The life and health industry can expect to see continued sluggishness in mergers and acquisitions, thanks to a number of factors unlikely to abate any time soon. This comes from a recent report published by Deloitte that highlights the top 10 issues impacting insurance M&A for 2012.
“In general, insurance company M&A activity during 2011 was hamstrung by widespread uncertainty about the U.S. and global economies, regulatory reform, accounting reform and other concerns,” the report said.
The brightest spot was in broker and agency deal activity, which the study noted was once again the insurance market’s most active segment. The most active buyers, Deloitte said, were “serial acquirers of agencies embarked on a roll-up strategy of large and small brokers and agencies.”
In 2011, there were 238 insurance broker transactions, Deloitte said, up from 324 in 2012. On the low end, the deals were as small as under $100,000. On the high end, deals topped out at more than $1.2 billion. The average size of broker deals was $43.7 million, up considerably from $12.5 million in 2012 and $18.1 in 2009. This uptick, however, was skewed by two unusually large transactions, however.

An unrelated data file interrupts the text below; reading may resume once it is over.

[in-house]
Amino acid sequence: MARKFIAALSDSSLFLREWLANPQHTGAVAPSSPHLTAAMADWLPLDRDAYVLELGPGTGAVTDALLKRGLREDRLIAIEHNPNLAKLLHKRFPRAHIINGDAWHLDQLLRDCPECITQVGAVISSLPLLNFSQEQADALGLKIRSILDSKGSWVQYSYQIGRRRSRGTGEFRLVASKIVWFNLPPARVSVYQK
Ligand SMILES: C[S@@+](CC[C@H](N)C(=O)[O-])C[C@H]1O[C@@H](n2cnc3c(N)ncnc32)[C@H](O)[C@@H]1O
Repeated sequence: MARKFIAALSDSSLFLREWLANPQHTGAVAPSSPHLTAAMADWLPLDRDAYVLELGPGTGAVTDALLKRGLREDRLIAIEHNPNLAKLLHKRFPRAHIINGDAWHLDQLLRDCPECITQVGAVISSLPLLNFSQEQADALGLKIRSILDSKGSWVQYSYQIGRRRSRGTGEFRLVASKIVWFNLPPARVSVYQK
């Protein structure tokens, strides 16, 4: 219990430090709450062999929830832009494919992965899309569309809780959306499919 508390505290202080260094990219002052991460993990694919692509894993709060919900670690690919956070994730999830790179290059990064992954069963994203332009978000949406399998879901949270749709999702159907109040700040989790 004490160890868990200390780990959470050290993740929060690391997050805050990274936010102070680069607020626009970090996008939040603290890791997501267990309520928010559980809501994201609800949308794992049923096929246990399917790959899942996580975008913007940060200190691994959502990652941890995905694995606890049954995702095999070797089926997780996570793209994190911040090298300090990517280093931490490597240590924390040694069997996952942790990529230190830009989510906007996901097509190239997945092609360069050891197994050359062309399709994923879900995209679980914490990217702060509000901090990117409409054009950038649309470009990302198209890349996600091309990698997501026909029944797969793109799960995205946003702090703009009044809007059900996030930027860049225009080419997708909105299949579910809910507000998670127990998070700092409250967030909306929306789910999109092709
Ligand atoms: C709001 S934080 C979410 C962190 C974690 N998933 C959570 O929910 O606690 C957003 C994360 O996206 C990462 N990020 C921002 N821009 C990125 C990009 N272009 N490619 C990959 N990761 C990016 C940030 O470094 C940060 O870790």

“Unfortunately, many of the challenges stunting M&A activity in 2011 are likely to remain unresolved in the coming year,” Deloitte said, pointing to 10 prominent issues complicating matters for all insurance mergers and acquisitions:
1) Economic uncertainty. Low growth, high unemployment, stock market volatility and the European debt crisis all make for an unpleasant economic landscape both in the U.S. (which is showing slow recovery) and around the world.
2) Regulatory uncertainty. Provisions in both the Patient Protection and Affordable Care Act (PPACA) and the Dodd-Frank Wall Street Reform and Consumer Protection Act have raised serious M&A concerns. Chief among them is the Dodd-Frank systemic risk designation, which could increase capital requirements and reporting standards for any company that fits the criteria as being a systemically important financial institution (or SIFI).
3) Solvency II. This long-delayed European insurance regulation would codify capital requirements for insurers, which for some companies would equate to needing to meet higher reserving levels, as well as investments in IT and enterprise risk management.